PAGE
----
SANDPOINT — Bonner County has nothing to gain and everything to lose if coal train traffic is allowed to dramatically increase in the Panhandle.
That was the overarching message at the “Coal Hard Truth” forum hosted by Lake Pend Oreille Waterkeeper and the Sierra Club on Thursday.
“There really is no benefit for this community,” said Shannon Williamson, executive director of Lake Pend Oreille Waterkeeper told a capacity crowd at the 90-seat Little Panida Theater.
Waterkeeper estimates there are approximately 50 trains chugging through Bonner County on a daily basis. That traffic could more than double if a plan by Peabody Energy and Arch Coal is allowed to proceed.
“There could be serious implications for water quality in our community,” Williamson said.
Water quality and environmental groups contend the two domestic coal companies seek to export 166 million tons of coal a year to slake the thirst for the resource in China and India. They estimate train frequency would increase to a train every 12 minutes.
Opponents of the plan assert the rise in coal train traffic poses human health and environmental hazards. More trains mean more diesel exhaust, more coal dust blowing out of cars and more chances for derailments. More train traffic would also slow emergency response because at-grade railroad crossings would be tied up by passing locomotives.
“There’s no upside at all,” said Dr. Frank James, a San Juan County, Wash., officer and assistant professor at the University of Washington. “What you will all get is just the downside.”
James, who participated in the forum via Internet videoconferencing, said the carcinogen-laden airborne pollutants from trains already account for $190 million a year in direct and indirect health costs for respiratory ailments, a sum that vastly outstrips any of the tax benefits the proposal could generate.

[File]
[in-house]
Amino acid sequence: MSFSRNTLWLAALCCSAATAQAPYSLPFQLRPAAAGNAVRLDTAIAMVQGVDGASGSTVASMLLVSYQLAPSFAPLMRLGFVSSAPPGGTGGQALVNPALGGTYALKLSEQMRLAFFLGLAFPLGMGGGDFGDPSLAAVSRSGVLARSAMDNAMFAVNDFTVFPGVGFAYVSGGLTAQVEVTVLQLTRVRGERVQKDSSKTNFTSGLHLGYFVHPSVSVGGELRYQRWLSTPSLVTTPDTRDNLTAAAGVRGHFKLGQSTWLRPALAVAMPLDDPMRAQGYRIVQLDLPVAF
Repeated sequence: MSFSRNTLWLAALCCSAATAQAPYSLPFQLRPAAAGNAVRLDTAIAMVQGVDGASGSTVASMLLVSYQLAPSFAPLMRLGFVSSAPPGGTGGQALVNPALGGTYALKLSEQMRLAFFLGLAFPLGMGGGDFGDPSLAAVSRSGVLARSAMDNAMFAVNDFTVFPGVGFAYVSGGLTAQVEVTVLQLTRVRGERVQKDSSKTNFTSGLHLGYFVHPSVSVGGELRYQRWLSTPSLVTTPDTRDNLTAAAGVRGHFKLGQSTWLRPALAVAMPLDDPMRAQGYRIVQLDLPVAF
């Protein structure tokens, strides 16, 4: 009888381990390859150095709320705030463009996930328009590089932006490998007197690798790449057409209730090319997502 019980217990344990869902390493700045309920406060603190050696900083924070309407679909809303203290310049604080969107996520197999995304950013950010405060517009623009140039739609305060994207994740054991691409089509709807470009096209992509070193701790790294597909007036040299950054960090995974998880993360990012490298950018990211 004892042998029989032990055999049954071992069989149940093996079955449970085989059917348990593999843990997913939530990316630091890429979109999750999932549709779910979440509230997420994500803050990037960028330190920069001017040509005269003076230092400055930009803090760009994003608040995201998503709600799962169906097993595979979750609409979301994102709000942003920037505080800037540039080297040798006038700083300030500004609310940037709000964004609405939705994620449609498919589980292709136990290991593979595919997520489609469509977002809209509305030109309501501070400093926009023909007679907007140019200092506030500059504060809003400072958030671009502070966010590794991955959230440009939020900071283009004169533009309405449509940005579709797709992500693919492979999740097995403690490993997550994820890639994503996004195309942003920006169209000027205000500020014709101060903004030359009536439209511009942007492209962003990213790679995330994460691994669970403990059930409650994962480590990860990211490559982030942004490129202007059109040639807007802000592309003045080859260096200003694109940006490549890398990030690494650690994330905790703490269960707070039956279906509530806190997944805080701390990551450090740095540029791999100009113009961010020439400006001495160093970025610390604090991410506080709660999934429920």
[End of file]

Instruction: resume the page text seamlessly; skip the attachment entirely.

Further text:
Sheriff Daryl Wheeler, the only partisan panelist at the forum, told the crowd his department routinely participates in training scenarios for large-scale disasters and has the resources to assess a situation from the air and quickly notify the public of an event.
Wheeler admitted that he was more concerned by the hazardous materials and explosives that are routinely shipped by rail through Bonner County. He said there have been no significant railway incidents from 2002 to 2011.
“There’s been no hazardous leaks involving trains in Bonner County,” Wheeler said.
Gus Melonas, a BNSF Railway spokesman, did not respond to a request for comment on the coal train issue on Friday.
Walter Kloefkorn, a Washington farmer and forum panelist, called the export proposal a classic example of Wall Street economics trumping Main Street economics to line the pockets of ultra-wealthy businessmen such as Warren Buffet.
“The whole project is just more business as usual — Wall Street economics,” said Kloefkorn.
Opponents of the plan are urging Idaho residents to make their voice heard when federal officials consider permits for the export facilities, which could be as early as this spring. Waterkeeper is also distributing a petition and form letters that can be sent to federal regulators, in addition to state and federal lawmakers.